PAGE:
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Kant’s Epistemology

What was Kant�s new way of understanding the relation of the objects of knowledge to the
mind? Why does he compare his epistemology to the Copernican revolution? How is his view both similar
to and different from rationalism on the one hand and empiricism on the other? Be sure to include in your
response a defintion of epistemology and at least a brief explanation of rationalism and empiricism. For
our purposes, “explain” means to state the theory and to describe the important features of the theory in a
manner that an intelligent but uninformed reader would understand. For our purposes, “evaluate” means
(1) to determine whether or not the theory rests on a sound or cogent argument, and to (2) determine the
overall plausibility of the theory or strategy. In this context, “plausibility” refers to the strengths and

weaknesses of the theory or strategy).

Kant’s Epistemology

Emanuel Kant, who was born in 22 April 1724, and died in 12 February 1804, was
a renowned German philosopher from Königsberg in Prussia (today, Kaliningrad, Russia) who
researched, lectured, and wrote on philosophy and anthropology during
the Enlightenment towards the last periods of 18 th century (James and Stuart 322)
In the history of western philosophy, Immanuel Kant is recognized as a very influential
philosopher, with his contributions to epistemology, metaphysics, aesthetics and metaphysics,
impacting virtually all the philosophical movements that came after him. The bulk of his work
actually tries to address the question, “What can we know?”, whose answer, if presented in the
simplest manner, is that the knowledge of human beings is constrained to the science of the
natural, empirical world, and mathematics. According to his argument, the main reason as to why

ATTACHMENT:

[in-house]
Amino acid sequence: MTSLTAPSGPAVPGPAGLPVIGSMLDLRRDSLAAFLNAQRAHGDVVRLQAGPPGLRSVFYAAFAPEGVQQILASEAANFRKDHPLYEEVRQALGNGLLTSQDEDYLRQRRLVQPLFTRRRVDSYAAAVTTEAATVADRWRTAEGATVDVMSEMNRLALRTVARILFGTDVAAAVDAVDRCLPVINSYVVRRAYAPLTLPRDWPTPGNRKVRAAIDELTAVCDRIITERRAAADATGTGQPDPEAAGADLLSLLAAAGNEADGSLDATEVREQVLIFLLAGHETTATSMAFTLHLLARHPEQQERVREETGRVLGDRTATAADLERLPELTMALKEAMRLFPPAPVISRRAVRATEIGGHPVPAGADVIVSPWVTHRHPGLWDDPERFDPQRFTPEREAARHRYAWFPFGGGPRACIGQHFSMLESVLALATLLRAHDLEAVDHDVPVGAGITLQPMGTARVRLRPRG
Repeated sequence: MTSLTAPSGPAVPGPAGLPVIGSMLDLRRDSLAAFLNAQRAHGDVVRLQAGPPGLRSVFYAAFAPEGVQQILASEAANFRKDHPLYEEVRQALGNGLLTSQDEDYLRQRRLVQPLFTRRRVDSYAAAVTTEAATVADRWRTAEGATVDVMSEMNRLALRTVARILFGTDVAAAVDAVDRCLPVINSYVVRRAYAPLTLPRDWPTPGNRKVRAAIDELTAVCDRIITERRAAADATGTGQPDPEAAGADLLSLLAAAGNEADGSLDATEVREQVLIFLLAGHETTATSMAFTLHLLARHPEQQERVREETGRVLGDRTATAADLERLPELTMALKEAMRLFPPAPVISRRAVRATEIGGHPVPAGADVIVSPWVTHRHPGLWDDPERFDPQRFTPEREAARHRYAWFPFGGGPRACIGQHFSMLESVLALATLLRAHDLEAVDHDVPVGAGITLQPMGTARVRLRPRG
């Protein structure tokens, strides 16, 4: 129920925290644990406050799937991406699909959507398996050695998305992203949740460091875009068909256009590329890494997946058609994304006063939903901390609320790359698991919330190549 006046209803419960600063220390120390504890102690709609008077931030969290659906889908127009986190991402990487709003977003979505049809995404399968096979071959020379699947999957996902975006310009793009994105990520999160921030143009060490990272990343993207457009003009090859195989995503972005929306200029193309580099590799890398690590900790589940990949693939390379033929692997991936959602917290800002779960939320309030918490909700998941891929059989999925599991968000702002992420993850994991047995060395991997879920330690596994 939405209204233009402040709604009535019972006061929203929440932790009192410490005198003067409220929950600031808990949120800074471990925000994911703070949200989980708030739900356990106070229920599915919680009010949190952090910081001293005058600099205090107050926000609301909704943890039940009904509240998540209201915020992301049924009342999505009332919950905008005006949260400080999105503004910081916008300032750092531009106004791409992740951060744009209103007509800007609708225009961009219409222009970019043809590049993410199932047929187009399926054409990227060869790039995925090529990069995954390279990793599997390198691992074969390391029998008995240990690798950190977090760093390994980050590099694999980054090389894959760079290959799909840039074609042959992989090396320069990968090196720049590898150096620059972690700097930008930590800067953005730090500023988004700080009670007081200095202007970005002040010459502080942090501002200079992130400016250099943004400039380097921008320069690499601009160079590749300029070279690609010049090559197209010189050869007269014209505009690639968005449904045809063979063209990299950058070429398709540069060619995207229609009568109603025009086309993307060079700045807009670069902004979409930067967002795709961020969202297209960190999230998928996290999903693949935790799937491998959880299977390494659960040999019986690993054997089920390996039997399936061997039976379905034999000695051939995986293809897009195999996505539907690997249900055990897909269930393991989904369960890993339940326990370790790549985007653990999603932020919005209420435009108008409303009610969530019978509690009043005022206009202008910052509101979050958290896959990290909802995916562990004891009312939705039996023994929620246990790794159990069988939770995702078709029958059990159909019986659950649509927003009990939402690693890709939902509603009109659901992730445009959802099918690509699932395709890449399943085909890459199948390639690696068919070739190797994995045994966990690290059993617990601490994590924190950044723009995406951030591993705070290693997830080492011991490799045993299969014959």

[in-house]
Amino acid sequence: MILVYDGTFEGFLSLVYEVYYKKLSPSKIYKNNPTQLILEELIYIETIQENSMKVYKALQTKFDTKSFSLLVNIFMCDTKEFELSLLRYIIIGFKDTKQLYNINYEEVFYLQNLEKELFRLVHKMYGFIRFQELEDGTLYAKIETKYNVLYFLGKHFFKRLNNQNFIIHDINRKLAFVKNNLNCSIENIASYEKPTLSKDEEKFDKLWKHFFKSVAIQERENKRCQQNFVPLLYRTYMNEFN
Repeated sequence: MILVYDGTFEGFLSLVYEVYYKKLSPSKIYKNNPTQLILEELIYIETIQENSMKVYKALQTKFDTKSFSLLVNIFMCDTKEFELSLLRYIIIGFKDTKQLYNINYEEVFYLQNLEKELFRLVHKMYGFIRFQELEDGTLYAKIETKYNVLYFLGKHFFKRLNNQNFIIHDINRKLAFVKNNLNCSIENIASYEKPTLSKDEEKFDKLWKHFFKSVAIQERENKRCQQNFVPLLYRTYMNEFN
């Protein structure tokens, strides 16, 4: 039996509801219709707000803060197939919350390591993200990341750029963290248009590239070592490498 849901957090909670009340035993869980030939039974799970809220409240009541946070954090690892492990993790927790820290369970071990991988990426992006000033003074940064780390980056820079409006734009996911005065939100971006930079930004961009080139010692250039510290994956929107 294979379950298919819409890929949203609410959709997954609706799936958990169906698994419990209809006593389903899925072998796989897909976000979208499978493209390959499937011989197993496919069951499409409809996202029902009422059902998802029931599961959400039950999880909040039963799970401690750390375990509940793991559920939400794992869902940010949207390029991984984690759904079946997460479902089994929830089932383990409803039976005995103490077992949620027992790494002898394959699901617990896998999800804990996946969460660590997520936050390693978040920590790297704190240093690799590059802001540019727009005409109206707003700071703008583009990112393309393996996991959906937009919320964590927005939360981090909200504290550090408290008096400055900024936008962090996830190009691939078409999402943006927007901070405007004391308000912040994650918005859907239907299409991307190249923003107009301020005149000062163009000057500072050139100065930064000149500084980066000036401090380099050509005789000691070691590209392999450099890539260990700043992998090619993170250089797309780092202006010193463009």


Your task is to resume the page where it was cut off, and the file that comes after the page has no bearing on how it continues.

the limitations present themselves in the ways of knowledge is because the human mind plays a
very critical role in constitution of the features gained from experience, hence, the mind’s access
is usually only limited to the empirical realm of time and space (Edmund 122).
In CPR, the mind is discussed by Kant mainly in connection with his major projects,
rather than in its own right, as such, rendering the effort quite scattered and sketchy. He puts
forward seven major discussions with respect to the mind in both the two editions of the CPR:
Transcendental Aesthetic and Metaphysics Deduction. His discussions of the mind and its
relation to the objects of knowledge may be presented in two key stages, as outlined below.
Transcendental Aesthetic
In this stage, his argument is on what space and time should really be like, and the
manner in which we as humans should handle them in case our minds are really to have the
temporal properties and necessary conditions that it has. To him, the conditions of experienced
are very necessary to help understand the ways in which the mind relates to the surrounding.
The Critique of Pure Reason, which is Kant’s major work, was aimed at uniting reason
with experience so that he could transcend the obvious failures of metaphysics and ancient
philosophy. He hoped to end an age of speculation where objects outside experience were used
to support what he saw as futile theories, while opposing the negative and discouraging thoughts
of Berkeley and Hume. As regards this, he stated that everything that exists, which circumvents
the universality of humans, should only be believed through utmost faith, and anyone who
objects to that common ideology should be shunned (James and Stuart 367).
Kant proposed a “Copernican Revolution-in-reverse”, saying that although it has been
widely assumed that human cognition must be in tandem with certain objects, we must try to
continue with the study and practice of metaphysics unabated, by forfeiting the conformance